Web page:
ECOL 3003 TKKU
Directed Research/Field Study Practicum
This course supplements and runs in conjunction with The Human Perspective on Development and the Environment. Throughout semester, the student group engages in a collaborative consultation with communities and networks visited about possible final projects. Usually, students work in groups on a series of projects resulting from the community consultations. Each group writes up a research proposal that requires approval from a board made up of staff, university lecturers, and student representatives.
Each proposal has to have clearly defined goals and methodology, timetable for completion, a plan for division of labor, expected outcomes, and a target group. The group meets once throughout project time to discuss methodological and other problems encountered. In the final week of the program, each group publicly presents the outcome of the project and turns in a 20- to 25-page paper or the equivalent. Contact hours: 96. Recommended credit: 3 semester / 4.5 quarter hours.
SOCI 3001 TKKU
Social Research Methods
This course begins with a full week dedicated to background lectures on research models, Thai history and social structure, and human rights. The lectures deal with social research, participatory action research, research proposal writing, conducting research, and report writing. Students learn how to set research objectives, lay out a detailed research plan, and develop an ongoing assessment framework. As a group, students go through a series of workshops that help them conceptualize how to put together photo essays, write stories, make videos, develop writing styles and layouts appropriate for several program and outside publications, and effectively build cases within a human rights context. A unique feature of the course is the opportunity to work closely with professional journalists throughout the semester. Over the last several semesters, students have worked with Marwaan Macan-Markar of the Inter Press Service, and freelance photographer and writer Nic Dunlop whose most notable book is The Lost Executioner. Contact hours: 45. Recommended credit: 3 semester / 4.5 quarter hours.
Required CIEE Language Courses
THAI 1001 TKKU
Beginning Thai I
This course introduces students to the basics of the Thai language through conversation, reading, and writing. Within the context of everyday life experiences, students practice dialogues, learn the basic Thai writing system in order to facilitate pronunciation and language acquisition, and engage in interactive homework assignments. When possible, teachers use local communities as the medium for language practice. Contact hours: 65. Recommended credit: 3 semester / 4.5 quarter hours.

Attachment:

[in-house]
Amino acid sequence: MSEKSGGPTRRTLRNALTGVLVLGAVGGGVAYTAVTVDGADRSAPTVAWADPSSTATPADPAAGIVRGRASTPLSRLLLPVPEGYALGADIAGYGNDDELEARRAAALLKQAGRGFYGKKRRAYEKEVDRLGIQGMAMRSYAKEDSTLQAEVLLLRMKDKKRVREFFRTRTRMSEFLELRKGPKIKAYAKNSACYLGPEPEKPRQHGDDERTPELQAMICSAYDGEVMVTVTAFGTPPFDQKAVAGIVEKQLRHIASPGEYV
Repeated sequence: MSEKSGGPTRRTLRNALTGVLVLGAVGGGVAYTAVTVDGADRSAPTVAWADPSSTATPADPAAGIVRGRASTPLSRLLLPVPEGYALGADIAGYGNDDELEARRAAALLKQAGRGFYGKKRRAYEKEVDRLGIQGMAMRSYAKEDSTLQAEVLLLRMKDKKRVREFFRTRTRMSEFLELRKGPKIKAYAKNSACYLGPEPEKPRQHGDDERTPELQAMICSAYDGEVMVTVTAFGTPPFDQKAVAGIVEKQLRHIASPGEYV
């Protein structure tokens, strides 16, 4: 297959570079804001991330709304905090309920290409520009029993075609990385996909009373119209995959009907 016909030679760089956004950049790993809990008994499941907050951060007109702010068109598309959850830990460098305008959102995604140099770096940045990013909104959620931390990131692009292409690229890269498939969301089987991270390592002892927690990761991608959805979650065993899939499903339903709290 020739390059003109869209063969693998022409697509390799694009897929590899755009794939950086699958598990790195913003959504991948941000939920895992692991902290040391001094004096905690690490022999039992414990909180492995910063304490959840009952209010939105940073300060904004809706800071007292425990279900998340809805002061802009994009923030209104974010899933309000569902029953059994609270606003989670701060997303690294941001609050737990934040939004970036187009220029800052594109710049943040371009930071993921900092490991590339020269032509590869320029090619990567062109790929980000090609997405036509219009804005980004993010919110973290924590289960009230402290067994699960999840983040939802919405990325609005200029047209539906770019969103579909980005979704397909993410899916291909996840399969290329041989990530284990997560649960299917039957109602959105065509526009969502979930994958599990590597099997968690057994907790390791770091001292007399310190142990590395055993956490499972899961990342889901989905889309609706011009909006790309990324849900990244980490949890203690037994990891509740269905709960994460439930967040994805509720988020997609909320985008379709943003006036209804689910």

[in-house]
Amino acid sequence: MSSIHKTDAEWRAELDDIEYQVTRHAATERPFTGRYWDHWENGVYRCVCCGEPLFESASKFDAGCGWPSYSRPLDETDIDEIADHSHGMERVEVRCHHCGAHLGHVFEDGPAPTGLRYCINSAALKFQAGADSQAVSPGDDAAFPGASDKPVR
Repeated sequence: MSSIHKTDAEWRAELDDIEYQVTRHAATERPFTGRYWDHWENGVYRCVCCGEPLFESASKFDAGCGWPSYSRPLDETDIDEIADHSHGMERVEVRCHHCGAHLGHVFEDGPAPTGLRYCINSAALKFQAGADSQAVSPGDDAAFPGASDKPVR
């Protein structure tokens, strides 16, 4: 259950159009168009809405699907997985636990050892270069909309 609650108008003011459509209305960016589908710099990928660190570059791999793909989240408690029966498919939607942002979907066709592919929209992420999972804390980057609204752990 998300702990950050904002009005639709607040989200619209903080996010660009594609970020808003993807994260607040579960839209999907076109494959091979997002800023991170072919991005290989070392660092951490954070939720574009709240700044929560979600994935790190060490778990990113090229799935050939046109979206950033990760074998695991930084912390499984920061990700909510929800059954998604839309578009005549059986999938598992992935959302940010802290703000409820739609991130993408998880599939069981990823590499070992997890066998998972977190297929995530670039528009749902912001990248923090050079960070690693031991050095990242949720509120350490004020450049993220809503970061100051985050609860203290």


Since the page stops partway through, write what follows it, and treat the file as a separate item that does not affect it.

THAI 1002 TKKU
Beginning Thai II
This course is for students who have had some significant, yet limited, experience with Thai. It follows along the description of Beginning Thai I, but at a higher level. Contact hours: 65. Recommended credit: 3 semester / 4.5 quarter hours.
THAI 2001 TKKU
Intermediate Thai I
This course is offered for students who can carry on simple conversations in various circumstances with fairly accurate pronunciation, and who can demonstrate a clear understanding of the Thai writing system. The focus is on enhancing vocabulary and grammatical knowledge to increase students’ communicative competence in speaking, reading, and writing Thai. Course materials are taken from current literature sources and articles on focus issues, newspapers, audio, video clips, and movies. Contact hours: 55. Recommended credit: 3 semester / 4.5 quarter hours.
THAI 2002 TKKU
Intermediate Thai II
This course is for students whose Thai language abilities are more advanced than Intermediate Thai I, but still not at the advanced level. It follows along the description of Intermediate Thai I, but at a higher level. Contact hours: 55. Recommended credit: 3 semester / 4.5 quarter hours.
THAI 3001 TKKU
Advanced Topics in Thai Language
This course is offered for students who can demonstrate a diverse use of vocabulary, solid understanding of grammar patterns, and clear pronunciation. Students are expected to advance in verbal and written communication on both casual and academic levels, and be able to discuss with people who are affected by various social and environmental issues in Thailand. Course materials are taken from current literature sources and articles on focus issues, newspapers, audio, video clips, and movies. Contact hours: 55. Recommended credit: 3 semester / 4.5 quarter hours.